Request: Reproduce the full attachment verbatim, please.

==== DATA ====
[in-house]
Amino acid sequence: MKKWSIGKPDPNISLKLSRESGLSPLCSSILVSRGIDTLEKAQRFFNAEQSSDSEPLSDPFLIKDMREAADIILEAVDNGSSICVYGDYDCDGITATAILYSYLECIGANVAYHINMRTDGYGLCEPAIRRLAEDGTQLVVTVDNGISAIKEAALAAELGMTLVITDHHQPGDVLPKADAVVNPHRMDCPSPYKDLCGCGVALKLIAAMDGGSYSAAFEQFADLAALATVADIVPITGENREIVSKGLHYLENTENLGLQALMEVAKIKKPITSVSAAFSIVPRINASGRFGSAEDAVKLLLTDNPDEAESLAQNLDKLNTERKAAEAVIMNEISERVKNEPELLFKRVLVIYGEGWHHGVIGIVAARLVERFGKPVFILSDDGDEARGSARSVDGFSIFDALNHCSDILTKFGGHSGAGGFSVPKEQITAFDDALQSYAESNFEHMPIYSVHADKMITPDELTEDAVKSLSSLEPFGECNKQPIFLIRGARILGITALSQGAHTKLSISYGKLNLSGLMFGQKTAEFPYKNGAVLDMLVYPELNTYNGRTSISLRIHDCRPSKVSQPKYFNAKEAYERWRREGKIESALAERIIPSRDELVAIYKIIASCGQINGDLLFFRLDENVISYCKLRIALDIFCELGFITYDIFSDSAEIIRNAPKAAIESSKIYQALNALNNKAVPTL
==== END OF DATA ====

[in-house]
Amino acid sequence: MKKWSIGKPDPNISLKLSRESGLSPLCSSILVSRGIDTLEKAQRFFNAEQSSDSEPLSDPFLIKDMREAADIILEAVDNGSSICVYGDYDCDGITATAILYSYLECIGANVAYHINMRTDGYGLCEPAIRRLAEDGTQLVVTVDNGISAIKEAALAAELGMTLVITDHHQPGDVLPKADAVVNPHRMDCPSPYKDLCGCGVALKLIAAMDGGSYSAAFEQFADLAALATVADIVPITGENREIVSKGLHYLENTENLGLQALMEVAKIKKPITSVSAAFSIVPRINASGRFGSAEDAVKLLLTDNPDEAESLAQNLDKLNTERKAAEAVIMNEISERVKNEPELLFKRVLVIYGEGWHHGVIGIVAARLVERFGKPVFILSDDGDEARGSARSVDGFSIFDALNHCSDILTKFGGHSGAGGFSVPKEQITAFDDALQSYAESNFEHMPIYSVHADKMITPDELTEDAVKSLSSLEPFGECNKQPIFLIRGARILGITALSQGAHTKLSISYGKLNLSGLMFGQKTAEFPYKNGAVLDMLVYPELNTYNGRTSISLRIHDCRPSKVSQPKYFNAKEAYERWRREGKIESALAERIIPSRDELVAIYKIIASCGQINGDLLFFRLDENVISYCKLRIALDIFCELGFITYDIFSDSAEIIRNAPKAAIESSKIYQALNALNNKAVPTL